North Dakota U.S. Attorney Timothy Q. Purdon, center, and South Dakota U.S. Attorney Brendan V. Johnson, right, at the 2012 United Tribes Technical College Powwow in Bismarck, N.D. (Erin Hill-Oban)

They are known as “the Dakota Boys,” two federal prosecutors who have focused on improving law enforcement in tribal communities around the country.

Now, North Dakota U.S. Attorney Timothy Q. Purdon and South Dakota U.S. Attorney Brendan V. Johnson are stepping down and going into private practice together.

For more than four years, beginning in 2009, Purdon, 46, and Johnson, 39, took turns chairing a Justice Department panel focused on Native American issues. They both served on a committee that advised Attorney General Eric H. Holder Jr. on other criminal justice matters. Their departures add a degree of uncertainty to the future of efforts to improve public safety in Indian country.

The reservations in the Dakotas have suffered, as have the 566 Indian tribes in 35 states around the country, from a long history of neglect by the U.S. government, and they struggle with high rates of poverty, domestic violence, sexual assault and suicide.

Along with Native American tribes, Purdon shared criminal jurisdiction over four reservations, including one in the Bakken oil field, which is facing a crime wave fueled by a huge market for illegal drugs.

In an effort to better protect Native Americans living there, Purdon and his attorneys met routinely with tribal leaders, and his office increased its prosecution of crimes on reservations.

“Tim Purdon has been an outstanding United States Attorney, a fierce advocate for the people of North Dakota and a strong national leader whose efforts to improve public safety in Indian Country have made a profound difference — and touched countless lives,” Holder said in a statement.

Johnson, the son of former senator Tim Johnson of South Dakota, organized a trip for Holder and U.S. attorneys from around the country in 2011 to see Pine Ridge in South Dakota, a reservation that is ravaged by 87 percent unemployment and rotting and overcrowded public housing.

No attorney general had gone to Pine Ridge since Robert F. Kennedy did more than 50 years ago. At the time, Kennedy said he regretted not bringing flowers to lay at the sacred burial site at the Wounded Knee Memorial, according to Tracy Toulou, the director of the Justice Department’s Office of Tribal Justice and a descendant of the Colville Confederated Tribes in Washington state. When Johnson brought Holder to the Wounded Knee Memorial, Holder laid a wreath.

“It was a moment I will remember and I think everyone there will remember for the rest of their lives,” Toulou said.

In a statement, Holder called Johnson, who shares criminal jurisdiction with the tribes on nine reservations, “not only a respected champion for tribal justice in his own right, but a critical national leader — offering sound guidance, wise counsel, and candid advice on a host of pressing issues.”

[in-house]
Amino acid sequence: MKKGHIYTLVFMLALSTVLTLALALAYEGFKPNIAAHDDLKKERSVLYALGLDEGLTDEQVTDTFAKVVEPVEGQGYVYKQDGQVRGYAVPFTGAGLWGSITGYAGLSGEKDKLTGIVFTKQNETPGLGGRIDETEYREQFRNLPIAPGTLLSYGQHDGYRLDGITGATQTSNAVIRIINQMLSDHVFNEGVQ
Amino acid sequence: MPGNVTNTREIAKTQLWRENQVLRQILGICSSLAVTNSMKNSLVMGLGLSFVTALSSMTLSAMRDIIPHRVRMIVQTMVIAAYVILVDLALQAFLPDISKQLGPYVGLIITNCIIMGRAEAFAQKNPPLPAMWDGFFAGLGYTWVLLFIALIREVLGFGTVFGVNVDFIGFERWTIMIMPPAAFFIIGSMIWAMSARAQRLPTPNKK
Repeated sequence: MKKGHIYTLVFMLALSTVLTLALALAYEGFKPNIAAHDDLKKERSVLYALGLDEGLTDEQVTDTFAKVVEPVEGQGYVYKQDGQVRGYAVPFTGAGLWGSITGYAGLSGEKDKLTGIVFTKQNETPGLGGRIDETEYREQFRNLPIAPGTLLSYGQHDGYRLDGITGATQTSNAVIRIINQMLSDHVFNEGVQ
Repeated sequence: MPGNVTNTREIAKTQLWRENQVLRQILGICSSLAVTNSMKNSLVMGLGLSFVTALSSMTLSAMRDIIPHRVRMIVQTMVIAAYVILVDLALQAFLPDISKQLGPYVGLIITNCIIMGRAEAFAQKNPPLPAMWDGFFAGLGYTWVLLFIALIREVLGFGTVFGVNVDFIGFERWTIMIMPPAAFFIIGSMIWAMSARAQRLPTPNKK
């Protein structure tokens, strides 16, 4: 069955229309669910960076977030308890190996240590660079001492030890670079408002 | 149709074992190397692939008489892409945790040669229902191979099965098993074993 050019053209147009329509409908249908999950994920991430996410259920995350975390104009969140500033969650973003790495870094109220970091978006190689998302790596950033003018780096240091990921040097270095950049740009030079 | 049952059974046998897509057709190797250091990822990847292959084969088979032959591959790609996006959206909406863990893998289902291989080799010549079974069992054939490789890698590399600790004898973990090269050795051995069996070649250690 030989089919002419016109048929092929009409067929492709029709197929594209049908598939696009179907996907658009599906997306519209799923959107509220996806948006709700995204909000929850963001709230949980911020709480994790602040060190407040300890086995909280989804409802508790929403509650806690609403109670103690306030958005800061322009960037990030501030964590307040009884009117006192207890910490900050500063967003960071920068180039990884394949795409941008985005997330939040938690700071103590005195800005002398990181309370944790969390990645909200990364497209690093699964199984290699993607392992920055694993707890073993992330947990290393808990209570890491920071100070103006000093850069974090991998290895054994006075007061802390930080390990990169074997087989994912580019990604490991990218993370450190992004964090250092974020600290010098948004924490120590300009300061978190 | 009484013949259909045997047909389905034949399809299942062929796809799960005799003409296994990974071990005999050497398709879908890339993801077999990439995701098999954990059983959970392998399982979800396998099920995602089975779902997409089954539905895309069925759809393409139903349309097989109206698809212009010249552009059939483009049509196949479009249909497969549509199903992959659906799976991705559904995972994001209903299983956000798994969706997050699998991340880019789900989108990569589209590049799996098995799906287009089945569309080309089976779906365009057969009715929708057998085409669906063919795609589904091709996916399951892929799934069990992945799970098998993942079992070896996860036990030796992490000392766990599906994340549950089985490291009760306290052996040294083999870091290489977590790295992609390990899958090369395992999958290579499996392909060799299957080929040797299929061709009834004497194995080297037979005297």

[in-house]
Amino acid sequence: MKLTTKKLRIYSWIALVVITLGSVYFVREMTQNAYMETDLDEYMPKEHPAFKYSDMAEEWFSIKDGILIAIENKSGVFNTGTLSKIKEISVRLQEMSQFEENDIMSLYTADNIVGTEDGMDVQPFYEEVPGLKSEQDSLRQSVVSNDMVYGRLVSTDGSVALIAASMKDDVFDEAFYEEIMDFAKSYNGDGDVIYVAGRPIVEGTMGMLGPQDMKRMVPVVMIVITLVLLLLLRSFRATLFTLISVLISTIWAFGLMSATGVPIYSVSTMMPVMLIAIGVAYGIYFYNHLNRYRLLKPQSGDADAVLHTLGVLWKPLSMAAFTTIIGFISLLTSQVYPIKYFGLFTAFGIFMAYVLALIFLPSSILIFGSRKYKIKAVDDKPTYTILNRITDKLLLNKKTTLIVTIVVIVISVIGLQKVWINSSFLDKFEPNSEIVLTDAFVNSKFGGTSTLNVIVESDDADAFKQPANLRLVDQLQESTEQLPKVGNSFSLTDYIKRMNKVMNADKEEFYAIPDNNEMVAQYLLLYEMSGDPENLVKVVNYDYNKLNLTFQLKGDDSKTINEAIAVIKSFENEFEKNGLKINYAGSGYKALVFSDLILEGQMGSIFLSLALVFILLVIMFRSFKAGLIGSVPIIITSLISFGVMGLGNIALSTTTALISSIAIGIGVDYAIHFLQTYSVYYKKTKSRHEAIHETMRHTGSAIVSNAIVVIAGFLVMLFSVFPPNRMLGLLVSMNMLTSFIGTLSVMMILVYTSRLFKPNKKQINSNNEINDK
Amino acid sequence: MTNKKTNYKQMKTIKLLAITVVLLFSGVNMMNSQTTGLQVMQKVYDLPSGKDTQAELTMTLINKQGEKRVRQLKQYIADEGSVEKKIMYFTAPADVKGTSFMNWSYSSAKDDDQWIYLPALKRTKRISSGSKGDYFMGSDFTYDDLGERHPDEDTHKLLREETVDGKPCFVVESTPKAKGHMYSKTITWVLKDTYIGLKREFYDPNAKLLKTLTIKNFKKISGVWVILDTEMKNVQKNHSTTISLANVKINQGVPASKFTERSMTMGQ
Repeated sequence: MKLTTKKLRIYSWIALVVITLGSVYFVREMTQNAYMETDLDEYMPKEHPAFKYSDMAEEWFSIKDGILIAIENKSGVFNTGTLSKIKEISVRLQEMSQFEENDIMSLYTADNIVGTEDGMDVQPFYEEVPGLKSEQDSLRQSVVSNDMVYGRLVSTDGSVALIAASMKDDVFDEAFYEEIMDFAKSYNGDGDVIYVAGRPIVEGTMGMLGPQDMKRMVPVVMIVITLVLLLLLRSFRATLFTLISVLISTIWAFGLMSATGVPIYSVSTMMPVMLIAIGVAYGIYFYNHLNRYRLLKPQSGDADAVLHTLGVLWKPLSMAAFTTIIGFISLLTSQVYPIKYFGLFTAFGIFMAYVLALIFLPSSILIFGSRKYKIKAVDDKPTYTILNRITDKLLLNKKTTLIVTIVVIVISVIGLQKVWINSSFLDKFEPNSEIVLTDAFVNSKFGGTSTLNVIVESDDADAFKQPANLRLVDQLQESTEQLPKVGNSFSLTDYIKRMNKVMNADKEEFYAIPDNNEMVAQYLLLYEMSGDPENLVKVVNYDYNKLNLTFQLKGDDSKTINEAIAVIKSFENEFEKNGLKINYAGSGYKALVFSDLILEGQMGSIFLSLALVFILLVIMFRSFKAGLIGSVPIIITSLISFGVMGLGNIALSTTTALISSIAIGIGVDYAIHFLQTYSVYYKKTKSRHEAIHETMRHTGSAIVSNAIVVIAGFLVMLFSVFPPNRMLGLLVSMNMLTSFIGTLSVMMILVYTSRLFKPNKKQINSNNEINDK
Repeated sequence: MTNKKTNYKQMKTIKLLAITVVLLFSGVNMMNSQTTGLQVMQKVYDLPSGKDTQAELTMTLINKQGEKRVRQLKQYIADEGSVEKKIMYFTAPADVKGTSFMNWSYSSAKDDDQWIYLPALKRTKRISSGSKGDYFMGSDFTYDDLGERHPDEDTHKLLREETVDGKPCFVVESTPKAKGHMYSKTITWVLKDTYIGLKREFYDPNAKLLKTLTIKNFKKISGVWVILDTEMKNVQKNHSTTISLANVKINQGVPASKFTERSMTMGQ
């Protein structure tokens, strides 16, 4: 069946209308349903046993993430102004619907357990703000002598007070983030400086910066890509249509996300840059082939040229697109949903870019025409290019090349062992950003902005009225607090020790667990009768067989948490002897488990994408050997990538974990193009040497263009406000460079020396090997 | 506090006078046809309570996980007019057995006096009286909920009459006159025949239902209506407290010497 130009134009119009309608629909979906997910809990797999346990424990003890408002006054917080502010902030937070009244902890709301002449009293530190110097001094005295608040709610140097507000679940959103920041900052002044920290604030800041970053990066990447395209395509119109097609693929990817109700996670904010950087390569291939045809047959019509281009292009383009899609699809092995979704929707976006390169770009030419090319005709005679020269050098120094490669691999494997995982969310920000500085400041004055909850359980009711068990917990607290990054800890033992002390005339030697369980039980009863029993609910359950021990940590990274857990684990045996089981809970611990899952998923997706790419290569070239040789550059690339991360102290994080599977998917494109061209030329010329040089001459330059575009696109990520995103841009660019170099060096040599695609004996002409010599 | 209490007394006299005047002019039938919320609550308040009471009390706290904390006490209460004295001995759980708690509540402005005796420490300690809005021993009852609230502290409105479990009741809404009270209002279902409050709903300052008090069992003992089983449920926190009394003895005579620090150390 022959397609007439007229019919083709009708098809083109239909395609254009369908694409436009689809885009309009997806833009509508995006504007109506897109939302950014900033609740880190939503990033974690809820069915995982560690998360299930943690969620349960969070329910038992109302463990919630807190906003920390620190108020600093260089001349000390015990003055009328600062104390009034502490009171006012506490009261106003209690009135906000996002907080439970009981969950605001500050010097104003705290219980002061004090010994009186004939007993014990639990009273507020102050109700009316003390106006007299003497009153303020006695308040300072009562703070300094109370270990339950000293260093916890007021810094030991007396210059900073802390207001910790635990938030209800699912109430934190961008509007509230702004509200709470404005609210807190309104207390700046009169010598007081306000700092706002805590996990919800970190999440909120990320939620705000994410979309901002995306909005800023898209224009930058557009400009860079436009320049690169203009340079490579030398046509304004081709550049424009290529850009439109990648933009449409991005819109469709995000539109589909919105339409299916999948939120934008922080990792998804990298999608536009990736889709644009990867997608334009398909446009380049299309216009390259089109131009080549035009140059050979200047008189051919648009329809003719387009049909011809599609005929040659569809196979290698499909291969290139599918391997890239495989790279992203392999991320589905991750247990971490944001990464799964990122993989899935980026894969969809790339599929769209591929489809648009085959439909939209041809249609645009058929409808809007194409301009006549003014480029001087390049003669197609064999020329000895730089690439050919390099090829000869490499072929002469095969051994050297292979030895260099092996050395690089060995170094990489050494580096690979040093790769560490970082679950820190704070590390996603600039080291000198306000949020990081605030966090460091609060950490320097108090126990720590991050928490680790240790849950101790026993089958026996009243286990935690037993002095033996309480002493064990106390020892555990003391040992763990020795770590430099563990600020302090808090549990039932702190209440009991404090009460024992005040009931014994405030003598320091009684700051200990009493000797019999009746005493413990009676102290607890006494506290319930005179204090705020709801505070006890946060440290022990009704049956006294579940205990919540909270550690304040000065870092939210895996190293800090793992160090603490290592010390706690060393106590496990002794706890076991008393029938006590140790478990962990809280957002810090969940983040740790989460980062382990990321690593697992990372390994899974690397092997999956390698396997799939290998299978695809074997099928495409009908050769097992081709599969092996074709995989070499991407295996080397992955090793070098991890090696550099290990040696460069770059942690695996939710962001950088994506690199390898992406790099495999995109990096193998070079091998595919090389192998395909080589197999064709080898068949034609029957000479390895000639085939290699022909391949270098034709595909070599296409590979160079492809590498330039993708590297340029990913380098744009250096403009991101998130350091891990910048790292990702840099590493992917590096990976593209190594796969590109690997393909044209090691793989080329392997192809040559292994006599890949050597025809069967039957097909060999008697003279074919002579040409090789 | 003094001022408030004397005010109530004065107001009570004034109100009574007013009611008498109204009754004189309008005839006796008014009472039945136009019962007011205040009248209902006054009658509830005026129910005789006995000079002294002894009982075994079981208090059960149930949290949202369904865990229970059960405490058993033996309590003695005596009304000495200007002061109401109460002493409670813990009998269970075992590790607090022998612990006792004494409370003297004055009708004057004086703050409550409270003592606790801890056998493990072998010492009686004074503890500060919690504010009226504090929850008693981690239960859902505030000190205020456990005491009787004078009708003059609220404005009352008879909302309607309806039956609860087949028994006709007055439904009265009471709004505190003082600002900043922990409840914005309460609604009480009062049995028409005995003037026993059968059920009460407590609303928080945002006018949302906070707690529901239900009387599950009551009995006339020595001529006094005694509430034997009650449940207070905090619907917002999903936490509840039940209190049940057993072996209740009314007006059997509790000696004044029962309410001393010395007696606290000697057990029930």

In 2013, the Justice Department promoted a new law, the Violence Against Women Act, that had been passed by Congress to allow for the first time in 35 years the nation’s tribes to prosecute certain crimes of domestic violence committed by non-Indians on reservations.

The Justice Department “transformed a dysfunctional process that too often allowed domestic violence cases in Indian Country to languish and disappear, the sad result of a system in which the federal government and tribal officials would too rarely communicate, let alone collaborate,” Holder said.

Three tribes in 2014 began implementing the law, and in March, many more tribes will assert the new authority. More than 20 non-Indians have been charged so far by tribal prosecutors, and federal prosecutors have convicted more than 140 defendants under the law’s federal assault statutes.

“We haven’t solved the problems of crime and justice in Indian country,” Purdon said in an interview. “That will take decades. But the Obama administration has taken the first step.”

Richard S. Hartunian, the U.S. attorney for the Northern District of New York, said “the efforts of the Dakota Boys were a turning point in U.S.-tribal relations.”

“Brendan and Tim were the right leaders at the right time to carry out the vision of President Obama and Attorney General Holder to improve public safety in Indian country,” Hartunian said in an interview.

Heather Dawn Thompson, a member of the Cheyenne River Sioux tribe and a former assistant U.S. attorney who served under Johnson, said the next two U.S. attorneys in the Dakotas should be Indian prosecutors.

“With both Tim and Brendan leaving, it is concerning that momentum may be lost on the progress they have made,” Thompson said. “Indian country is hopeful that the Obama administration will appoint Native American candidates to fill both the South Dakota and North Dakota U.S. attorney vacancies and continue to build on these legacies.”